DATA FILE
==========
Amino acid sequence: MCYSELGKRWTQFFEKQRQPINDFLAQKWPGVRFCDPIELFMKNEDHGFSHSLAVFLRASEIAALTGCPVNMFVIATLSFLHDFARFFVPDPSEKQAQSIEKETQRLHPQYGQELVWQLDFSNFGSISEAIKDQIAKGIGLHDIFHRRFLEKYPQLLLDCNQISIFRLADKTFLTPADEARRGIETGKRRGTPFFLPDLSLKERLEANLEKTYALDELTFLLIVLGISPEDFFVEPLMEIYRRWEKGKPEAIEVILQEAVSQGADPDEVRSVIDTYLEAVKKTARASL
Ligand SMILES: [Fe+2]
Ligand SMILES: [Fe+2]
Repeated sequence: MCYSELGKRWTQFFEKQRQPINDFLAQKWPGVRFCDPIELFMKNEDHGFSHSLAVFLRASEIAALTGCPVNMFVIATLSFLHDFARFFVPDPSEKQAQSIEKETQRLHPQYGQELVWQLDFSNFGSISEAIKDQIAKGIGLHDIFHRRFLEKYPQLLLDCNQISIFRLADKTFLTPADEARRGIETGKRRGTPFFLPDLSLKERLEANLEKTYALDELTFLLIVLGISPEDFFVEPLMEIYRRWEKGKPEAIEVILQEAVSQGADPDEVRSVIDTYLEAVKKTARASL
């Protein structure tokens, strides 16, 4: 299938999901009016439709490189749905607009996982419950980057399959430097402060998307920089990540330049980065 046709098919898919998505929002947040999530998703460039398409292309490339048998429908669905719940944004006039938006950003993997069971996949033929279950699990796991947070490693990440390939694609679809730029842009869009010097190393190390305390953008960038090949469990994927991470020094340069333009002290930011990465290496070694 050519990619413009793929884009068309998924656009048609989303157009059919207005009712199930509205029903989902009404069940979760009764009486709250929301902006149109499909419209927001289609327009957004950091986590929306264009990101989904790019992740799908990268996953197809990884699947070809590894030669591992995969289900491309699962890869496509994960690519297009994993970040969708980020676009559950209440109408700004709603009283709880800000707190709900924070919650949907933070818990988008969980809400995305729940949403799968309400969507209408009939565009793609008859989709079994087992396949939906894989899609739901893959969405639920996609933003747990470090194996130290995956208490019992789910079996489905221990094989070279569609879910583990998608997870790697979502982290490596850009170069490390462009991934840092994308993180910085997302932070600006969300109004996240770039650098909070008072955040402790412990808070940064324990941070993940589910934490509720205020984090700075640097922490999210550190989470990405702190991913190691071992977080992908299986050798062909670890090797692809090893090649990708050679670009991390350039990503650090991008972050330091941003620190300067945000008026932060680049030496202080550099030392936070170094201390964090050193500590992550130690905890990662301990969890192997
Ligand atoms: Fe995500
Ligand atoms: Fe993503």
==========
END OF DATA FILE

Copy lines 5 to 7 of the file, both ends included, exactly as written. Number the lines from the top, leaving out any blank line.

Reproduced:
């Protein structure tokens, strides 16, 4: 299938999901009016439709490189749905607009996982419950980057399959430097402060998307920089990540330049980065 046709098919898919998505929002947040999530998703460039398409292309490339048998429908669905719940944004006039938006950003993997069971996949033929279950699990796991947070490693990440390939694609679809730029842009869009010097190393190390305390953008960038090949469990994927991470020094340069333009002290930011990465290496070694 050519990619413009793929884009068309998924656009048609989303157009059919207005009712199930509205029903989902009404069940979760009764009486709250929301902006149109499909419209927001289609327009957004950091986590929306264009990101989904790019992740799908990268996953197809990884699947070809590894030669591992995969289900491309699962890869496509994960690519297009994993970040969708980020676009559950209440109408700004709603009283709880800000707190709900924070919650949907933070818990988008969980809400995305729940949403799968309400969507209408009939565009793609008859989709079994087992396949939906894989899609739901893959969405639920996609933003747990470090194996130290995956208490019992789910079996489905221990094989070279569609879910583990998608997870790697979502982290490596850009170069490390462009991934840092994308993180910085997302932070600006969300109004996240770039650098909070008072955040402790412990808070940064324990941070993940589910934490509720205020984090700075640097922490999210550190989470990405702190991913190691071992977080992908299986050798062909670890090797692809090893090649990708050679670009991390350039990503650090991008972050330091941003620190300067945000008026932060680049030496202080550099030392936070170094201390964090050193500590992550130690905890990662301990969890192997
Ligand atoms: Fe995500
Ligand atoms: Fe993503």